Spice mixes are big business in China. The increasing pace of life and the rapidly expanding spending power of Chinese consumers renders spending a few hours in the kitchen per day to prepare the obligatory three hot family meals a day less and less attractive for Chinese.
However, these changes do not affect the Chinese demand for authentic flavours. Sure, an occasional Big Mac or a helping of Hot Wings from KFC is great, but in general food still has to look, feel, smell and taste as the real thing, regardless how fast it gets.
After my ‘What on earth is . . .’, I am therefore launching another series in this blog: Chinese flavours. I will introduce a number of generic classic Chinese flavours, and how they are implement in ready to eat, or ready to cook, products.
This kick off item introduces my own favourite: yuxiang (literally: ‘fish flavour’). There is actually no fish involved in this spice mix, but apparently it strikes the Chinese palate as fishy. It has reddish brown colour, combines al basic flavours: sweet, sour, salty and spicy and the three main pungent spices: ginger, onions, and garlic.
It can be combined with a number of macro-ingredients like pork, beef, fish and it can even be used to render foreign ingredients like potatoes Chinese.
The basic recipe
Here is a standard recipe for yuxiang sauce.
- Ingredients: seeped chili pepper or hot douban (see our item on douban sauce), salt, soy sauce, (rice) vinegar, sugar, MSG, ground ginger, ground rice, onions, stock, watered starch, cooking rice wine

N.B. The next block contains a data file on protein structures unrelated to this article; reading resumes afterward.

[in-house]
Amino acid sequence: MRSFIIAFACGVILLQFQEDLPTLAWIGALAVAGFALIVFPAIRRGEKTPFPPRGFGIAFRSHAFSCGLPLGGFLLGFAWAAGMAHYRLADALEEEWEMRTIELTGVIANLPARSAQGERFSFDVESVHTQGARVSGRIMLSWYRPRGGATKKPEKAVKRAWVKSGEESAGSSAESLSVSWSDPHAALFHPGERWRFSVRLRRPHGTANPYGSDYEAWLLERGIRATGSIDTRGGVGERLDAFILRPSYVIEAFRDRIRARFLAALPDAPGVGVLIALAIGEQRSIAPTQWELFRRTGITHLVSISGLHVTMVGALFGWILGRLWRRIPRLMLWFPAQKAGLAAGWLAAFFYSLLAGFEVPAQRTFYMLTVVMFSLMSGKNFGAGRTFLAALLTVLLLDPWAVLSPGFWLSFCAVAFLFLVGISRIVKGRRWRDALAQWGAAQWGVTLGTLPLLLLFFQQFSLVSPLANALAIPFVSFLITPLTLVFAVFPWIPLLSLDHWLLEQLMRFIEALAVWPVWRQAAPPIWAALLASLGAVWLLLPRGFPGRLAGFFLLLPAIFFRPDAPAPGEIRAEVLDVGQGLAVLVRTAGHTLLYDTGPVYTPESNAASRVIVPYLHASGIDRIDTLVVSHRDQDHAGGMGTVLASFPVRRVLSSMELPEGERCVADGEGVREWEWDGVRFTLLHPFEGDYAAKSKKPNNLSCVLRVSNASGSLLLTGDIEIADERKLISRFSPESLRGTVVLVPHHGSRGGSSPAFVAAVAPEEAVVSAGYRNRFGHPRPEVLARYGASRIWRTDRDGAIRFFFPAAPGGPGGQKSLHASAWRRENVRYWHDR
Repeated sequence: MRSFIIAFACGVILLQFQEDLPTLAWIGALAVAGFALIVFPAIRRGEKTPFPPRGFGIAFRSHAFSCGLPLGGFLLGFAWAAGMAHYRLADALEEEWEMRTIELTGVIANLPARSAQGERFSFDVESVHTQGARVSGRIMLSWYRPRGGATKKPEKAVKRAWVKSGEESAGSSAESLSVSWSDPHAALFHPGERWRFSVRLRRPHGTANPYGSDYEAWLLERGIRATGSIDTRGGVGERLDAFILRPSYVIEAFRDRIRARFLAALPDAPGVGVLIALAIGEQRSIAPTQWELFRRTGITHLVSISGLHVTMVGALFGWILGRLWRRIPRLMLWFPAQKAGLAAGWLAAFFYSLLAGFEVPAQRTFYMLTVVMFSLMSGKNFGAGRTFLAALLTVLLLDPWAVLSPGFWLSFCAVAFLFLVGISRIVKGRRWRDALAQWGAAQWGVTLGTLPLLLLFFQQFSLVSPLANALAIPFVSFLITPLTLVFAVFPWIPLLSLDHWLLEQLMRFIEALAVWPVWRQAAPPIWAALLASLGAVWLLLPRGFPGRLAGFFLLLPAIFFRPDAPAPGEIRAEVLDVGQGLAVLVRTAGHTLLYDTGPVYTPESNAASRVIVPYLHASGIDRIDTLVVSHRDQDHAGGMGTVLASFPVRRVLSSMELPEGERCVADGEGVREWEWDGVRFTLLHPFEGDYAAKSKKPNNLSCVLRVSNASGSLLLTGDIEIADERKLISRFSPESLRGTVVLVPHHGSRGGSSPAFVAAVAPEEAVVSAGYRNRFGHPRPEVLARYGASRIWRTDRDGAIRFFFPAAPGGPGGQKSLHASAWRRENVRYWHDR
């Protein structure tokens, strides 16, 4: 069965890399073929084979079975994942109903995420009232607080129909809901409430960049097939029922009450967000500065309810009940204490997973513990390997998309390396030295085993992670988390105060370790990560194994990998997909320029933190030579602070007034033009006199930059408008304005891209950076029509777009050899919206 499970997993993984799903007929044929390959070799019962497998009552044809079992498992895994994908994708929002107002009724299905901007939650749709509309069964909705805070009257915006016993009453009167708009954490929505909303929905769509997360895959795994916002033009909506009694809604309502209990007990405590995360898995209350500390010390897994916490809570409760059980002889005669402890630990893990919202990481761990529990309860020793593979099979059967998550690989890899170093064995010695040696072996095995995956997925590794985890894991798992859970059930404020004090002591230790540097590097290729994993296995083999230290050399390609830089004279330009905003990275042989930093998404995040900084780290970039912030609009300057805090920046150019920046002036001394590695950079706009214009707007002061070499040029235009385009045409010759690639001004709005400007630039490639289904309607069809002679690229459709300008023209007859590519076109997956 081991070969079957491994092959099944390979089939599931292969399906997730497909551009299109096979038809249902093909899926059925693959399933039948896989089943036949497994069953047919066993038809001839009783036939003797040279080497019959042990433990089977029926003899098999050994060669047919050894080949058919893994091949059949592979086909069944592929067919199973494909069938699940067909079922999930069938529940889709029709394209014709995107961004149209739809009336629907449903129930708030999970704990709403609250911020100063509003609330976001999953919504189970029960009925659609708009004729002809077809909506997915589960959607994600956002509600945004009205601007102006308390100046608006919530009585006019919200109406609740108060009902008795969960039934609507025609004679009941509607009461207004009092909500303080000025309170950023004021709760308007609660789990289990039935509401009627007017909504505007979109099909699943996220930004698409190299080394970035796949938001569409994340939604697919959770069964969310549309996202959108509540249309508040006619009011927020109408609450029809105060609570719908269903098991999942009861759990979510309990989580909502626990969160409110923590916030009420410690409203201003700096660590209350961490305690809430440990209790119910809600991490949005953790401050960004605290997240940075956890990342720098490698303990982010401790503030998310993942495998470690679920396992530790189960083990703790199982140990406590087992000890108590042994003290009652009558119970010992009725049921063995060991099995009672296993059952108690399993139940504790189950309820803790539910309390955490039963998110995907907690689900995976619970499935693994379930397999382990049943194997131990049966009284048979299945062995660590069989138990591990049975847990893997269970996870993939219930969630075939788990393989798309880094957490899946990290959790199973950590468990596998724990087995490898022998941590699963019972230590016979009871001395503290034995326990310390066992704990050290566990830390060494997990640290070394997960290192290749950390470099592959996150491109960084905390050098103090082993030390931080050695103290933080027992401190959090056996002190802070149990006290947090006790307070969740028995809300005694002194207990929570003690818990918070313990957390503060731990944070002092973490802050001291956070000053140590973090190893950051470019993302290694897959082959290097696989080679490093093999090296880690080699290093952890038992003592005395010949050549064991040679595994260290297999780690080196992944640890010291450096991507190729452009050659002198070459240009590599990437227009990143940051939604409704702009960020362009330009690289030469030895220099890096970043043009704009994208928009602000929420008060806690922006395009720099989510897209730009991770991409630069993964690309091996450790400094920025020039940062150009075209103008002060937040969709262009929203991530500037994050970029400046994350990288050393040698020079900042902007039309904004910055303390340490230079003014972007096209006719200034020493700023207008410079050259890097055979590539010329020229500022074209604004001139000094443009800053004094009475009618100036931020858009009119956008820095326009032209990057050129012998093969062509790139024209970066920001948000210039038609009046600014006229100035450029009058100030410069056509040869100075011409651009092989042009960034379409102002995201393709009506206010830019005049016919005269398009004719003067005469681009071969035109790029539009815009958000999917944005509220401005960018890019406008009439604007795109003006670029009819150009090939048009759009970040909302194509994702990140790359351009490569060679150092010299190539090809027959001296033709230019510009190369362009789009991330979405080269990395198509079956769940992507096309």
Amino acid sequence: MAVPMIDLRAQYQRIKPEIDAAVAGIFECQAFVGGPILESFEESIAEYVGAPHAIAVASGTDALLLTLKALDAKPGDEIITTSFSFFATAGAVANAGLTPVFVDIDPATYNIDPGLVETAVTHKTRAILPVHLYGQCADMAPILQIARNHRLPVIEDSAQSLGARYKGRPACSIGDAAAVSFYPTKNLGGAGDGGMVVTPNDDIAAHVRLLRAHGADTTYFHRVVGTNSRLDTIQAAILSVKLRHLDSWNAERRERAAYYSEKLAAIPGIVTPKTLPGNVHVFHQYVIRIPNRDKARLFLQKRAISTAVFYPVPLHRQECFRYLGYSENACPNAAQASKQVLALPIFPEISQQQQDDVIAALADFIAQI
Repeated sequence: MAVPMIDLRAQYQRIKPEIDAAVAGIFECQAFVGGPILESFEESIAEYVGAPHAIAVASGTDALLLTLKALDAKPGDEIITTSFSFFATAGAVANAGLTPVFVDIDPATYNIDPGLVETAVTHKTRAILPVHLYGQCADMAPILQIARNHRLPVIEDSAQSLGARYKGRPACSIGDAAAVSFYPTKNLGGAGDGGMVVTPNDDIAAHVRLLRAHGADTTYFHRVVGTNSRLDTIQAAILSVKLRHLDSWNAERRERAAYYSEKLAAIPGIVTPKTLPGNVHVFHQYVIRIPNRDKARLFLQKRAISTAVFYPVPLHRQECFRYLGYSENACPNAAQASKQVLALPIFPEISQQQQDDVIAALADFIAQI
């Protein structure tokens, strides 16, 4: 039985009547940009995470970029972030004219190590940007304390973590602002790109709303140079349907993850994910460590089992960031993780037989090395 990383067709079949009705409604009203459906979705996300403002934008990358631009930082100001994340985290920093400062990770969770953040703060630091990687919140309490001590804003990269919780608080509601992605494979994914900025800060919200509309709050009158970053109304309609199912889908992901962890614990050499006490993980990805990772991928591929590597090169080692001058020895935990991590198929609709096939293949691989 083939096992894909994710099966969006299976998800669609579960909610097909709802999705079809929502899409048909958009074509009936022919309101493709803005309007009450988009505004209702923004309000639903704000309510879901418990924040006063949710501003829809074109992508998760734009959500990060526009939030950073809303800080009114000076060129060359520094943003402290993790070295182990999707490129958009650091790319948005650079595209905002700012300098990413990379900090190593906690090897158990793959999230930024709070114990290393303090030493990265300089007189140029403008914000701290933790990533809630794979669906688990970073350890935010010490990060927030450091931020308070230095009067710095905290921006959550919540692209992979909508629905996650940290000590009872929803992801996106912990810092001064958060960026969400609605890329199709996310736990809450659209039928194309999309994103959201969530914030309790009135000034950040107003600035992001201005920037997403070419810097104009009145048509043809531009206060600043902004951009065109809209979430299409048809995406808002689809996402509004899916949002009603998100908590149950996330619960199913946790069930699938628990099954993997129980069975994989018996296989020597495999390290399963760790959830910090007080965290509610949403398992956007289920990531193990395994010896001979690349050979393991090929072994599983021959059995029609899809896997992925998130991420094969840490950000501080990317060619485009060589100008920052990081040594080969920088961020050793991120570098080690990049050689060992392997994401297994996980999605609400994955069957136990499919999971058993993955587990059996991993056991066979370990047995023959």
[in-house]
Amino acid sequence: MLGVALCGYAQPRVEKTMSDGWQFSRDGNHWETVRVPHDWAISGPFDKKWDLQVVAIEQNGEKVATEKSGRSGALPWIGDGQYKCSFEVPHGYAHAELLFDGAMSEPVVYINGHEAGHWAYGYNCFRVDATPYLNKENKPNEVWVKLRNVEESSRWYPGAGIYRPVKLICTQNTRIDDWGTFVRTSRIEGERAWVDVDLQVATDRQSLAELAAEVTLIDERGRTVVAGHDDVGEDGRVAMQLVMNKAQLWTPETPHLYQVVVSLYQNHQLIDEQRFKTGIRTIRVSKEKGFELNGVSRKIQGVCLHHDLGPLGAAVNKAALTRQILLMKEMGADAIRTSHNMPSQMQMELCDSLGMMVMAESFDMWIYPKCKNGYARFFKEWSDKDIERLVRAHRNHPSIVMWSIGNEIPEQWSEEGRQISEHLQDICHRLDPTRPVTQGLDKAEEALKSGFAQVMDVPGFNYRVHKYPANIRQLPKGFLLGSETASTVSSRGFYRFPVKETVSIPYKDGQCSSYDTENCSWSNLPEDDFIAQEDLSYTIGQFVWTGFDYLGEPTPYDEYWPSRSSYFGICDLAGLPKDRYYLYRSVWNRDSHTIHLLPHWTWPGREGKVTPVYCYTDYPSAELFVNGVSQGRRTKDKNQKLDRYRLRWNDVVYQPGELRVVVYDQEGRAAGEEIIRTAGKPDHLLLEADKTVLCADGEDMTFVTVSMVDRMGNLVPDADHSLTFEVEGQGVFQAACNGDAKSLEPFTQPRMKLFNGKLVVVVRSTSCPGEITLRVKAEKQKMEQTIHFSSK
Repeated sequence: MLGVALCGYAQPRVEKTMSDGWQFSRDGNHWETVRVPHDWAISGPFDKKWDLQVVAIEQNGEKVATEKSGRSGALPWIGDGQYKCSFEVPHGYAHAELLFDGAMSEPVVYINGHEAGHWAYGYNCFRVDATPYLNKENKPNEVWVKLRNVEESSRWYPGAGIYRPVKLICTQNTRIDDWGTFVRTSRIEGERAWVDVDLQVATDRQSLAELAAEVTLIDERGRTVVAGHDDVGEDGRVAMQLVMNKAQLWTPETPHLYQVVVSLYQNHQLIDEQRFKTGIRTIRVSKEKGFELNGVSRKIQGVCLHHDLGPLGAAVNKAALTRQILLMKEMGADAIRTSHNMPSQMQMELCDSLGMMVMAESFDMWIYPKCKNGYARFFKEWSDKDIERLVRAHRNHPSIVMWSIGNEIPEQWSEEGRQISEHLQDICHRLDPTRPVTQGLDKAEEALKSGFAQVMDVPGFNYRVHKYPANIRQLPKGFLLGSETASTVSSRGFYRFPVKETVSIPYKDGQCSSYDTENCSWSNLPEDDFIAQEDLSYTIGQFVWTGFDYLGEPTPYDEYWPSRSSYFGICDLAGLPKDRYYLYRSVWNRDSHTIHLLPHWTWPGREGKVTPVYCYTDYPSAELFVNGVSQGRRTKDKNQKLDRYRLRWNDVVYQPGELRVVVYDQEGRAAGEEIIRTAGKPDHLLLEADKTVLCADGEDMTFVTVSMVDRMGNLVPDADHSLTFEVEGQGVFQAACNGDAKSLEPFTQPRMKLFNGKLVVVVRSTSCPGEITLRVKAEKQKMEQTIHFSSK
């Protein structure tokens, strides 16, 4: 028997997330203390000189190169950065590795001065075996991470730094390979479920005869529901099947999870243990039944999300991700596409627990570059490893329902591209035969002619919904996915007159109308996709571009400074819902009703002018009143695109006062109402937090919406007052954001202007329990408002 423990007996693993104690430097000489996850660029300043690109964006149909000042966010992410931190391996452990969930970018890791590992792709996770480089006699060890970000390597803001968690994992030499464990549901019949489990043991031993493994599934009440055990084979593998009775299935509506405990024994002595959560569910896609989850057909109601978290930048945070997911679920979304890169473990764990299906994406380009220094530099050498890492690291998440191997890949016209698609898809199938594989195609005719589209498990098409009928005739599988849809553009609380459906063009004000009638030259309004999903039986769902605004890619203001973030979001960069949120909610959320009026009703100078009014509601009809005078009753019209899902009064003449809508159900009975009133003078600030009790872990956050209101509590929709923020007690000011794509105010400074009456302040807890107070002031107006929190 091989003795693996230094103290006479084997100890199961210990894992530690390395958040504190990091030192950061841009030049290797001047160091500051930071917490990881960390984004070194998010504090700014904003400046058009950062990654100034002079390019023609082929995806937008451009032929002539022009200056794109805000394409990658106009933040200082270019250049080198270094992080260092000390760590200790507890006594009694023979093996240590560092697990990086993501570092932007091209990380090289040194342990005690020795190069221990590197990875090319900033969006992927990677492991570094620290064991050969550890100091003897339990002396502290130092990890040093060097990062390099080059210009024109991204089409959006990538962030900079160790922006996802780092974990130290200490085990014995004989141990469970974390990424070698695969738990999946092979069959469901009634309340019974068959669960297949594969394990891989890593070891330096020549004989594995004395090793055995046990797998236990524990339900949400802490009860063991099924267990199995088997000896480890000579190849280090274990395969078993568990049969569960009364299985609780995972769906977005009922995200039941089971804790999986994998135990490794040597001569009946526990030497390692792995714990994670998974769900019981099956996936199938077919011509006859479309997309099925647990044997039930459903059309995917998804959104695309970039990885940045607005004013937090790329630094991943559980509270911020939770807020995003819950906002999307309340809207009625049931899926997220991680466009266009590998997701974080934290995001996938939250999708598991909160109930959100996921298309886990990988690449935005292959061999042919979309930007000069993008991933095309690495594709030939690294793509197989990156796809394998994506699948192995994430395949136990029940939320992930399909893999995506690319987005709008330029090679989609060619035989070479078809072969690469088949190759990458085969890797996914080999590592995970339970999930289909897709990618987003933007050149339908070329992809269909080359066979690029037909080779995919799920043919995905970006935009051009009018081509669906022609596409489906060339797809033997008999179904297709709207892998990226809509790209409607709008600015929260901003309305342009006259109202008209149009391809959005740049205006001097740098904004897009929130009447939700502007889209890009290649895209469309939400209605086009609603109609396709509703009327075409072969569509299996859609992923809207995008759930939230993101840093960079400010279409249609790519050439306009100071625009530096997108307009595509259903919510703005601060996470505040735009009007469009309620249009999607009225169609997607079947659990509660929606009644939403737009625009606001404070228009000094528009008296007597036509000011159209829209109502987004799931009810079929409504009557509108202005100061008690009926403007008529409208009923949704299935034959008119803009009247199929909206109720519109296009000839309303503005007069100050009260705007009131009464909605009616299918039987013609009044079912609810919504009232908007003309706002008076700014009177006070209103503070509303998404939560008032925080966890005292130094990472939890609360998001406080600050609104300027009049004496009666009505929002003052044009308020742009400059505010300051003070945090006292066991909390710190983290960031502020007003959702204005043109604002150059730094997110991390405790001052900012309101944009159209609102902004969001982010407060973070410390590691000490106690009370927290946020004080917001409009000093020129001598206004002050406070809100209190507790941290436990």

- Preparation: mix all ingredients with some cooking oil and stir fry until fragrance and colour appear, then add the starch mixed with water. The yuxiang sauce if almost immediately ready.
- Attention: the taste and colour should not become caramel-like, so do not overcook.
- Application: yuxiang sauce can be combined with various meats and vegetables. First cook the fresh ingredients and add the sauce once they are done, to avoid overcooking the sauce.
Ready to use products
Now have a look at a few industrial foods using yuxiang sauce:
Guangzhi Food Yuxiang Eggplant Rice
The photo of the lid already shows what the product looks like inside: cooked rice and eggplants cooked with yuxiang sauce.
Amano Yuxiang Eggplant
This is yuxiang eggplant in what Chinese like to call a ‘soft can’, and aluminum foil pack, without rice.
Lee Kum Kee Yuxiang Sauce
Good old Lee Kum Kee would not want to lag behind and offers a ready to use yuxiang sauce in a pot.
Peter Peverelli is active in and with China since 1975 and regularly travels to the remotest corners of that vast nation. He is a co-author of a major book introducing the cultural drivers behind China’s economic success.